FIG. 1 is a perspective view of a pair of electrodes of the present invention, having the release liners removed from the electrodes, and being connected by a single connector.
FIG. 2 is an exploded view of the various components of the electrode of the present invention.
FIG. 3 is a plan view of one of the electrodes shown in FIG. 1.
FIG. 4A is a sectional view taken along line 4A--4A of FIG. 1.
FIG. 4B is a sectional view taken along line 4B--4B of FIG. 1.
FIG. 4C is an exploded view of the various layers shown in FIG. 4A.
FIG. 5 is an exploded view similar to that shown in FIG. 2, but showing a modified arrangement of the various layers.
Referring to FIG. 1, a pair of external heart stimulation electrodes of the present invention are designated by the numeral 10. Each of the electrodes 10 includes a lead wire 12 which extends into a connecting plug 14. Connecting plug 14 is adapted to be plugged into the wires (not shown) of a monitoring/pacing/defibrillation console commonly sold by many manufacturers in the industry.
FIG. 2 shows the various components of each of the electrodes 10 of FIG. 1. The layers are shown in top to bottom reverse order from that which appears in FIG. 1. A dielectric backing sheet 16 is comprised of a plastic material which does not conduct electricity. The lower surface (as viewed in FIG. 2) of sheet 16 is shown in FIG. 1 to have an adhesive film 17 extending around its outer perimeter for engagement and adherence to the outer skin of a patient during use of the electrode.
A rivet 18 extends through a rivet hole 20 in sheet 16 and is adapted to be covered by a circular dielectric pad 22 so as to prevent accidental electrical contact between the user of the electrode and the rivet 18.
Below dielectric sheet 16 is a conductive sheet 24 which is preferably comprised of tin. However, other good electrical conductors could be used instead of tin including other metals, and including, but not limited to, plastic or PVC sheet material covered with metal films such as tin, silver, or silver chloride. The primary requirement for the material of sheet 24 is that it be highly conductive. Sheet 24 includes a rivet hole 26 in to which rivet 18 is fitted, and includes an outer primeter 25.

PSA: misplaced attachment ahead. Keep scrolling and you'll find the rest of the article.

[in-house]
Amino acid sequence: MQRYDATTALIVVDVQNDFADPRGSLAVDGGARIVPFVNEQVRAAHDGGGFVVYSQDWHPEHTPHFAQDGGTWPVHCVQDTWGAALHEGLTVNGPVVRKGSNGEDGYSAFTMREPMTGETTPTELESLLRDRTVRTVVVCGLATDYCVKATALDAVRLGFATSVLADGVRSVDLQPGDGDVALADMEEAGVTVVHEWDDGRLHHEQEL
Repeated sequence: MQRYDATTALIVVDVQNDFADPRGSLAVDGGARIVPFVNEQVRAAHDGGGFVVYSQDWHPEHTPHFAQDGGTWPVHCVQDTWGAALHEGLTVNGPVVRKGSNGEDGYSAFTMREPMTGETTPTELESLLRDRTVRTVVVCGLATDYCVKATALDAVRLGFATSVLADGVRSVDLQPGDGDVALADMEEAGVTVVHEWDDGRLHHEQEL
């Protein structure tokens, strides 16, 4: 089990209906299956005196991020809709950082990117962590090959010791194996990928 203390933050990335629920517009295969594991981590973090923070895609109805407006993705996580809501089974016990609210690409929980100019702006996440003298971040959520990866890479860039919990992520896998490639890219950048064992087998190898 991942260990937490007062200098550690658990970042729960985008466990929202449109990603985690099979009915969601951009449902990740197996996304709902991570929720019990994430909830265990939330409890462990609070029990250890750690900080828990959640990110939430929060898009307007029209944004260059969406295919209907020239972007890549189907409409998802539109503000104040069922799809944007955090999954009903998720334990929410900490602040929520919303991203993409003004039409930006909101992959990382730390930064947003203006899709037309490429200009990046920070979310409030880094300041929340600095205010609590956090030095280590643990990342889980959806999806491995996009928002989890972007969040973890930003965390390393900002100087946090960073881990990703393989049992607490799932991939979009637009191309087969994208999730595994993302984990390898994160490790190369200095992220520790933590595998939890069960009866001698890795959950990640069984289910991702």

Below tin sheet 24 is a connecting grommet 28 into which rivet 18 is fitted and attached to connect the grommet 28 with the tin sheet 24 and provide good electrical contact therebetween. Connecting grommet 28 is connected to lead 12 which in turn is connected to the connector 14 and the console (not shown) so as to permit the console to direct various electrical impulses to the sheet 24.
Below tin sheet 24 is a frame sheet 30 having an outer perimeter 32 and an inner perimeter 34 which defines an opening 36 therein. As can best be seen in FIG. 4B, the frame sheet 30 is positioned with the outer perimeter 25 of the tin sheet 24 in such a manner that the outer perimeter 25 of the tin sheet 24 is located between and spaced from the inner perimeter 34 and the outer perimeter 32 of frame sheet 30. This causes a protruding edge 35 of frame sheet 30 to protrude outwardly beyond the outer perimeter 25 of the tin sheet 24. Similarly the frame sheet 30 includes an inner edge surface 37 which is in contact with the downwardly presented surface of tin sheet 24 adjacent the perimeter thereof.
Positioned below the frame sheet 30 is a hydrogel sheet 38 which is comprised of a conductive medium including an electrolyte dissolved within a polymer scrim material. Such hydrogels are commonly used for external heart stimulation electrodes. Some electrodes may use liquid gels without the scrim material, but the hydrogels are preferred. Hydrogel sheet 38 includes an outer perimeter 40 which extends outwardly beyond the outer edges 32 of the frame sheet 30 as can be seen in FIGS. 4A and 4B.
Positioned below the transparent hydrogel 38 is a crescent shaped end cover 42 formed of dielectric material. End cover 42 covers the left end (as viewed in FIGS. 1 and 2) of the electrodes.
Referring again to FIG. 2, a transparent release liner 44 is placed in covering relation over the end cover 42 and the remainder of the electrode. The release liner 44 protects the hydrogel sheet 38 which, while also being a good electrical conductor, includes an adhesive material therein and is very tacky.